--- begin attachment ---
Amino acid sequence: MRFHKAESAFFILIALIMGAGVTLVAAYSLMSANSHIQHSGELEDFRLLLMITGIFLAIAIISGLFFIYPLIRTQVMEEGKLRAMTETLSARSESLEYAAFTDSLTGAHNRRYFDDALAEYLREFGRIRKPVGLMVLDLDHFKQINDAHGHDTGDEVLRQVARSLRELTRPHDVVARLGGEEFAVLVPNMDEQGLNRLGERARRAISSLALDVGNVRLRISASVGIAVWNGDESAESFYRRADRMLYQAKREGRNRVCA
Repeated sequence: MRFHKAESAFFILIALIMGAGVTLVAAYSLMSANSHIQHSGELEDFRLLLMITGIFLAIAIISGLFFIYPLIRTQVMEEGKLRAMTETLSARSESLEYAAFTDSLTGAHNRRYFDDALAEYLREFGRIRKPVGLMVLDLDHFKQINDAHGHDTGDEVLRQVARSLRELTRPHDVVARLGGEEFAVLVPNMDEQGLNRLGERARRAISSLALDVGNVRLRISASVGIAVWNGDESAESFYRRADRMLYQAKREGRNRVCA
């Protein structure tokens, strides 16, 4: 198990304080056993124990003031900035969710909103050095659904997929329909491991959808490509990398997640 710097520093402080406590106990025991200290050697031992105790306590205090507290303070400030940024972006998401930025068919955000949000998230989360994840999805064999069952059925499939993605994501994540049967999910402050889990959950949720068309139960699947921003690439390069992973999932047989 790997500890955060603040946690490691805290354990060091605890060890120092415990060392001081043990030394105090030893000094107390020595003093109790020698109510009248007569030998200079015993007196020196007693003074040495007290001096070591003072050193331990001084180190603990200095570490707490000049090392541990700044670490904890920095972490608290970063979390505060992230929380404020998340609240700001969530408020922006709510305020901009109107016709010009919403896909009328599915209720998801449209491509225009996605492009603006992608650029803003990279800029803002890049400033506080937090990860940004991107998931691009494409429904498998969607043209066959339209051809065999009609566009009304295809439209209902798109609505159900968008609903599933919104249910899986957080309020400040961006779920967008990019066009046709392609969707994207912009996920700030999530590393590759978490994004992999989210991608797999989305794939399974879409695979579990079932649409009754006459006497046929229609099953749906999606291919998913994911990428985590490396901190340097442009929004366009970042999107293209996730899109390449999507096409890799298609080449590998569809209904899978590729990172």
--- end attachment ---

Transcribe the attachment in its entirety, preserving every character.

Amino acid sequence: MRFHKAESAFFILIALIMGAGVTLVAAYSLMSANSHIQHSGELEDFRLLLMITGIFLAIAIISGLFFIYPLIRTQVMEEGKLRAMTETLSARSESLEYAAFTDSLTGAHNRRYFDDALAEYLREFGRIRKPVGLMVLDLDHFKQINDAHGHDTGDEVLRQVARSLRELTRPHDVVARLGGEEFAVLVPNMDEQGLNRLGERARRAISSLALDVGNVRLRISASVGIAVWNGDESAESFYRRADRMLYQAKREGRNRVCA
Repeated sequence: MRFHKAESAFFILIALIMGAGVTLVAAYSLMSANSHIQHSGELEDFRLLLMITGIFLAIAIISGLFFIYPLIRTQVMEEGKLRAMTETLSARSESLEYAAFTDSLTGAHNRRYFDDALAEYLREFGRIRKPVGLMVLDLDHFKQINDAHGHDTGDEVLRQVARSLRELTRPHDVVARLGGEEFAVLVPNMDEQGLNRLGERARRAISSLALDVGNVRLRISASVGIAVWNGDESAESFYRRADRMLYQAKREGRNRVCA
């Protein structure tokens, strides 16, 4: 198990304080056993124990003031900035969710909103050095659904997929329909491991959808490509990398997640 710097520093402080406590106990025991200290050697031992105790306590205090507290303070400030940024972006998401930025068919955000949000998230989360994840999805064999069952059925499939993605994501994540049967999910402050889990959950949720068309139960699947921003690439390069992973999932047989 790997500890955060603040946690490691805290354990060091605890060890120092415990060392001081043990030394105090030893000094107390020595003093109790020698109510009248007569030998200079015993007196020196007693003074040495007290001096070591003072050193331990001084180190603990200095570490707490000049090392541990700044670490904890920095972490608290970063979390505060992230929380404020998340609240700001969530408020922006709510305020901009109107016709010009919403896909009328599915209720998801449209491509225009996605492009603006992608650029803003990279800029803002890049400033506080937090990860940004991107998931691009494409429904498998969607043209066959339209051809065999009609566009009304295809439209209902798109609505159900968008609903599933919104249910899986957080309020400040961006779920967008990019066009046709392609969707994207912009996920700030999530590393590759978490994004992999989210991608797999989305794939399974879409695979579990079932649409009754006459006497046929229609099953749906999606291919998913994911990428985590490396901190340097442009929004366009970042999107293209996730899109390449999507096409890799298609080449590998569809209904899978590729990172």